Healthy 55+

As you grow older, leading an active lifestyle is more important than ever. Regular exercise can help boost your energy, maintain your independence, and manage the symptoms of any illness or pain. Exercise can even reverse some of the symptoms of aging. And not only is exercise good for your body—it’s also good for your mind, mood, and memory. Exercise is the key to staying strong, energetic, and healthy as you get older.

 

 

Physical health benefits of exercise and fitness

Exercise helps adults 55+ maintain or lose weight

As metabolism naturally slows with age, maintaining a healthy weight is a challenge. Exercise helps increase metabolism and builds muscle mass, helping to burn more calories. When your body reaches a healthy weight, overall wellness improves.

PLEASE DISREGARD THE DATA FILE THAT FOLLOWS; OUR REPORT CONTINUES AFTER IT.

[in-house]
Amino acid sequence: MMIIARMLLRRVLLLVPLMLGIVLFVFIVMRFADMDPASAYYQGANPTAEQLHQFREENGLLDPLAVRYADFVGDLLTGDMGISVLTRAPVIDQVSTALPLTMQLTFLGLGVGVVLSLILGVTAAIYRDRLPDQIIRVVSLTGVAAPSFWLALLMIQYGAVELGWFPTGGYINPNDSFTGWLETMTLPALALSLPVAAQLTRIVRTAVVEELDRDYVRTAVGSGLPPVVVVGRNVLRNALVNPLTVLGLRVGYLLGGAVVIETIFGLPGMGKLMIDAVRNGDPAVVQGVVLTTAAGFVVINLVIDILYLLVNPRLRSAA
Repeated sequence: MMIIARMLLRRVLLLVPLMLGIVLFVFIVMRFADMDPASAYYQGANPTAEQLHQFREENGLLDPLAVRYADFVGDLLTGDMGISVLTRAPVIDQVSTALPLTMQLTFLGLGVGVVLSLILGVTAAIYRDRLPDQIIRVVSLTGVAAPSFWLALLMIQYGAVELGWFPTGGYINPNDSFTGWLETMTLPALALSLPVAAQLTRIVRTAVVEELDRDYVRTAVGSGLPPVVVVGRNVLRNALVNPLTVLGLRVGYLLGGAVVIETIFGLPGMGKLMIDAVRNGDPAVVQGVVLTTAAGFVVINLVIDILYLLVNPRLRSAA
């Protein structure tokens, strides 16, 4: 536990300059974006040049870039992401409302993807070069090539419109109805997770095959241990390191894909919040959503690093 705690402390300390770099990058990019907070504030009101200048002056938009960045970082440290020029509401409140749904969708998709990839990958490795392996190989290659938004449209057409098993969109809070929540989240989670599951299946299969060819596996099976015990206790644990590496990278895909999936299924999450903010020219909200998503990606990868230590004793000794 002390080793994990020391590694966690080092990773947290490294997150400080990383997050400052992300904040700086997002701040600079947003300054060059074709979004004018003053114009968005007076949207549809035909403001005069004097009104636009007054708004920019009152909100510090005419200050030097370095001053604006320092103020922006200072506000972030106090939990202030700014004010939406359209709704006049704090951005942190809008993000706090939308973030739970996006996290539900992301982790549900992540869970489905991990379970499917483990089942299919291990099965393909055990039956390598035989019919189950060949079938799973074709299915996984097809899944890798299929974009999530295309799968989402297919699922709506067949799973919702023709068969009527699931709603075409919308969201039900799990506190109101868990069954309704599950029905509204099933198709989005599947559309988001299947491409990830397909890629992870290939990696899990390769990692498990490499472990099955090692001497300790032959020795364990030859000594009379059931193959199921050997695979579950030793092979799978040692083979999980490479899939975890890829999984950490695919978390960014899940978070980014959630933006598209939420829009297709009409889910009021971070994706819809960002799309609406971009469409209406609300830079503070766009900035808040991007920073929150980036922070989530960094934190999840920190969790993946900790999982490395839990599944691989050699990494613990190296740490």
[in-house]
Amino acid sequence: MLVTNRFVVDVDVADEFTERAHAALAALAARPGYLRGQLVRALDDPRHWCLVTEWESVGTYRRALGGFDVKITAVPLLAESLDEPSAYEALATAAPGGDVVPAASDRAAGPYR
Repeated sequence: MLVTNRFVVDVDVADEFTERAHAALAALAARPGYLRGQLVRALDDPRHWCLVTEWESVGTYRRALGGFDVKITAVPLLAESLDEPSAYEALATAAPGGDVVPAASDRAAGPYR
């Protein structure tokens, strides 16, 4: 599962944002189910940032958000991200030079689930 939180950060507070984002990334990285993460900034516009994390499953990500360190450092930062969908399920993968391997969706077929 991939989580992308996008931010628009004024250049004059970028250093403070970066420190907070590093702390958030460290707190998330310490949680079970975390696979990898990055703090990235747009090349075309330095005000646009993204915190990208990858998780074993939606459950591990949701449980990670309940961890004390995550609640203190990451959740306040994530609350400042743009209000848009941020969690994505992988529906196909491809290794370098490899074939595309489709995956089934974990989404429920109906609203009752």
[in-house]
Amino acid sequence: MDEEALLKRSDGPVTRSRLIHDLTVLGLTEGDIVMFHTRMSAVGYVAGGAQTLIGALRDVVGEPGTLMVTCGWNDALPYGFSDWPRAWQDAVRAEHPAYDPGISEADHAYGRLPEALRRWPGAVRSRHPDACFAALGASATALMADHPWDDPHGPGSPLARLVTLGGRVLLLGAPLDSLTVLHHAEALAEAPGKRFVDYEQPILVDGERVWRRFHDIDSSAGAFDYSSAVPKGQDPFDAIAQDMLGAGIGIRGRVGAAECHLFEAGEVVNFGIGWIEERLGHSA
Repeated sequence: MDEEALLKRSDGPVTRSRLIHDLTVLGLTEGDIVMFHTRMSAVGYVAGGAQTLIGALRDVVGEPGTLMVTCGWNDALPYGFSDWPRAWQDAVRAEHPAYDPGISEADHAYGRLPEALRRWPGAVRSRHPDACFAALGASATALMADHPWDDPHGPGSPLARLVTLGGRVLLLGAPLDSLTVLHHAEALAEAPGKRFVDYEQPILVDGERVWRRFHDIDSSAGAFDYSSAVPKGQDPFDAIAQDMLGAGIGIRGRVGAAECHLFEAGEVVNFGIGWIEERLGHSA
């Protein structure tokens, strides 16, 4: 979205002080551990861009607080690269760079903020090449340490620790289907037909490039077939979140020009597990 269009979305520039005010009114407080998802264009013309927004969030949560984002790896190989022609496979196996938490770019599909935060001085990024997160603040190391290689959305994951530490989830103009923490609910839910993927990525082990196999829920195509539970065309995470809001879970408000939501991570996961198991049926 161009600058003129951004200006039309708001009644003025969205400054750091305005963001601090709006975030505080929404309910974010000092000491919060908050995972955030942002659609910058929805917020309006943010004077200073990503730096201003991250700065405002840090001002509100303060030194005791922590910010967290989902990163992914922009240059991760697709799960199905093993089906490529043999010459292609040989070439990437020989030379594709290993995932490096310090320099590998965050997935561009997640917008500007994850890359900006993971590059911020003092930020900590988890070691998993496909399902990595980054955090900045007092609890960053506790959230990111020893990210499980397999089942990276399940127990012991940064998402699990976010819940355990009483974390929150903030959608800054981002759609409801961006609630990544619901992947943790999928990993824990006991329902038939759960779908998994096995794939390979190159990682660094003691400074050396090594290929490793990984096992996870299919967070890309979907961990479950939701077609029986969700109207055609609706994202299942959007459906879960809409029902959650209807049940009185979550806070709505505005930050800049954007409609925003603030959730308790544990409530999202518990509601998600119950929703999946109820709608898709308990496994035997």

Exercise reduces the impact of illness and chronic disease

Among the many benefits of exercise for seniors include improved immune function, better heart health and blood pressure, better bone density, and better digestive functioning. Adults 55+ who exercise also have a lowered risk of several chronic conditions including Alzheimer’s disease, diabetes, obesity, heart disease, osteoporosis, and colon cancer.

Exercise enhances mobility, flexibility, and balance in seniors

Exercise improves your strength, flexibility and posture, which in turn will help with balance, coordination, and reducing the risk of falls. Strength training also helps alleviate the symptoms of chronic conditions such as arthritis.

Mental health benefits of senior exercise and fitness

Exercise improves your sleep

Poor sleep is not an automatic consequence of aging and quality sleep is important for your overall health. Exercise often improves sleep, helping you fall asleep more quickly and sleep more deeply.